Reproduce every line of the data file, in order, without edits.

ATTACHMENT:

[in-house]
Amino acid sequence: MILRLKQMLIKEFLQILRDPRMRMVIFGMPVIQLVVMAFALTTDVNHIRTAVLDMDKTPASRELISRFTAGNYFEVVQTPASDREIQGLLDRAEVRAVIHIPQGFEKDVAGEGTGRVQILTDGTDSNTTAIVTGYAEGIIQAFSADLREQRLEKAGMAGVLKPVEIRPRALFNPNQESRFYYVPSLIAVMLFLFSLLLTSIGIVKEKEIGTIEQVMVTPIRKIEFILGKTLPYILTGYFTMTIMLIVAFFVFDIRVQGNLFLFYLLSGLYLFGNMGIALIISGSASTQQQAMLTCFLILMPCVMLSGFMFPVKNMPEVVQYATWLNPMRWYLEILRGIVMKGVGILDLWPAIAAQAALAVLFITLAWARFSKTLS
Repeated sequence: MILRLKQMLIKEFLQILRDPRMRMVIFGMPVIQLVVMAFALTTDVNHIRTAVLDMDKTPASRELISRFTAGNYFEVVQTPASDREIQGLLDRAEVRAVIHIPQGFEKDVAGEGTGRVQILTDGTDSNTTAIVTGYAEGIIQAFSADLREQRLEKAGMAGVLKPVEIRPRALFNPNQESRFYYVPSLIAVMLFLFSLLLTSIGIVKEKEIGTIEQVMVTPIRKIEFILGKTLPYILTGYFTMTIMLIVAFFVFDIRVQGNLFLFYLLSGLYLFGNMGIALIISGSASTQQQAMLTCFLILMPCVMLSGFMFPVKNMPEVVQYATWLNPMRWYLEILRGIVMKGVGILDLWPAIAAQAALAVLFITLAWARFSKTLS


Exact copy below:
[in-house]
Amino acid sequence: MILRLKQMLIKEFLQILRDPRMRMVIFGMPVIQLVVMAFALTTDVNHIRTAVLDMDKTPASRELISRFTAGNYFEVVQTPASDREIQGLLDRAEVRAVIHIPQGFEKDVAGEGTGRVQILTDGTDSNTTAIVTGYAEGIIQAFSADLREQRLEKAGMAGVLKPVEIRPRALFNPNQESRFYYVPSLIAVMLFLFSLLLTSIGIVKEKEIGTIEQVMVTPIRKIEFILGKTLPYILTGYFTMTIMLIVAFFVFDIRVQGNLFLFYLLSGLYLFGNMGIALIISGSASTQQQAMLTCFLILMPCVMLSGFMFPVKNMPEVVQYATWLNPMRWYLEILRGIVMKGVGILDLWPAIAAQAALAVLFITLAWARFSKTLS
Repeated sequence: MILRLKQMLIKEFLQILRDPRMRMVIFGMPVIQLVVMAFALTTDVNHIRTAVLDMDKTPASRELISRFTAGNYFEVVQTPASDREIQGLLDRAEVRAVIHIPQGFEKDVAGEGTGRVQILTDGTDSNTTAIVTGYAEGIIQAFSADLREQRLEKAGMAGVLKPVEIRPRALFNPNQESRFYYVPSLIAVMLFLFSLLLTSIGIVKEKEIGTIEQVMVTPIRKIEFILGKTLPYILTGYFTMTIMLIVAFFVFDIRVQGNLFLFYLLSGLYLFGNMGIALIISGSASTQQQAMLTCFLILMPCVMLSGFMFPVKNMPEVVQYATWLNPMRWYLEILRGIVMKGVGILDLWPAIAAQAALAVLFITLAWARFSKTLS